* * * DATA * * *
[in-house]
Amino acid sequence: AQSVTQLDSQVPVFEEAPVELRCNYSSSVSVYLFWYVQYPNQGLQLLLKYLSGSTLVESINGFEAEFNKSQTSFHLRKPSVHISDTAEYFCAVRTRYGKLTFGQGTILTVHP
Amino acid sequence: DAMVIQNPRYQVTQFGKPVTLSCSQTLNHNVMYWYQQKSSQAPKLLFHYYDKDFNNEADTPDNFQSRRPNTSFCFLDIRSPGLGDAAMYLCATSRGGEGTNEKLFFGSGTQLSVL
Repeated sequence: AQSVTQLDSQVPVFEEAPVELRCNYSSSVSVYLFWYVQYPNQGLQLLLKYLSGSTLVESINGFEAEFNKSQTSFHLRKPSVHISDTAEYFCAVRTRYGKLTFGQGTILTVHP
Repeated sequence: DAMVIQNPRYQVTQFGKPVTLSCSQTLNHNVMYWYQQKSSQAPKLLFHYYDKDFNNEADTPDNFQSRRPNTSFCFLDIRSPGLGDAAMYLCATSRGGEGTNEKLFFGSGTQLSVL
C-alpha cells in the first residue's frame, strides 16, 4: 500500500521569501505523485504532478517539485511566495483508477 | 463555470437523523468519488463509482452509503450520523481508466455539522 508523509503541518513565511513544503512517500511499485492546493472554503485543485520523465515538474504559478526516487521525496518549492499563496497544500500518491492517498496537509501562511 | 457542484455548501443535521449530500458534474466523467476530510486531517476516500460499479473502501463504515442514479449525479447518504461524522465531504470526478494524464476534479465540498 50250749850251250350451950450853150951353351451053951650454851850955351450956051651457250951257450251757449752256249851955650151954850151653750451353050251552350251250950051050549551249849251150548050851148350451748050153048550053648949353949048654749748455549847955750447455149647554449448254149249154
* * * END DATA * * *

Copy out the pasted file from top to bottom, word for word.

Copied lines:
[in-house]
Amino acid sequence: AQSVTQLDSQVPVFEEAPVELRCNYSSSVSVYLFWYVQYPNQGLQLLLKYLSGSTLVESINGFEAEFNKSQTSFHLRKPSVHISDTAEYFCAVRTRYGKLTFGQGTILTVHP
Amino acid sequence: DAMVIQNPRYQVTQFGKPVTLSCSQTLNHNVMYWYQQKSSQAPKLLFHYYDKDFNNEADTPDNFQSRRPNTSFCFLDIRSPGLGDAAMYLCATSRGGEGTNEKLFFGSGTQLSVL
Repeated sequence: AQSVTQLDSQVPVFEEAPVELRCNYSSSVSVYLFWYVQYPNQGLQLLLKYLSGSTLVESINGFEAEFNKSQTSFHLRKPSVHISDTAEYFCAVRTRYGKLTFGQGTILTVHP
Repeated sequence: DAMVIQNPRYQVTQFGKPVTLSCSQTLNHNVMYWYQQKSSQAPKLLFHYYDKDFNNEADTPDNFQSRRPNTSFCFLDIRSPGLGDAAMYLCATSRGGEGTNEKLFFGSGTQLSVL
C-alpha cells in the first residue's frame, strides 16, 4: 500500500521569501505523485504532478517539485511566495483508477 | 463555470437523523468519488463509482452509503450520523481508466455539522 508523509503541518513565511513544503512517500511499485492546493472554503485543485520523465515538474504559478526516487521525496518549492499563496497544500500518491492517498496537509501562511 | 457542484455548501443535521449530500458534474466523467476530510486531517476516500460499479473502501463504515442514479449525479447518504461524522465531504470526478494524464476534479465540498 50250749850251250350451950450853150951353351451053951650454851850955351450956051651457250951257450251757449752256249851955650151954850151653750451353050251552350251250950051050549551249849251150548050851148350451748050153048550053648949353949048654749748455549847955750447455149647554449448254149249154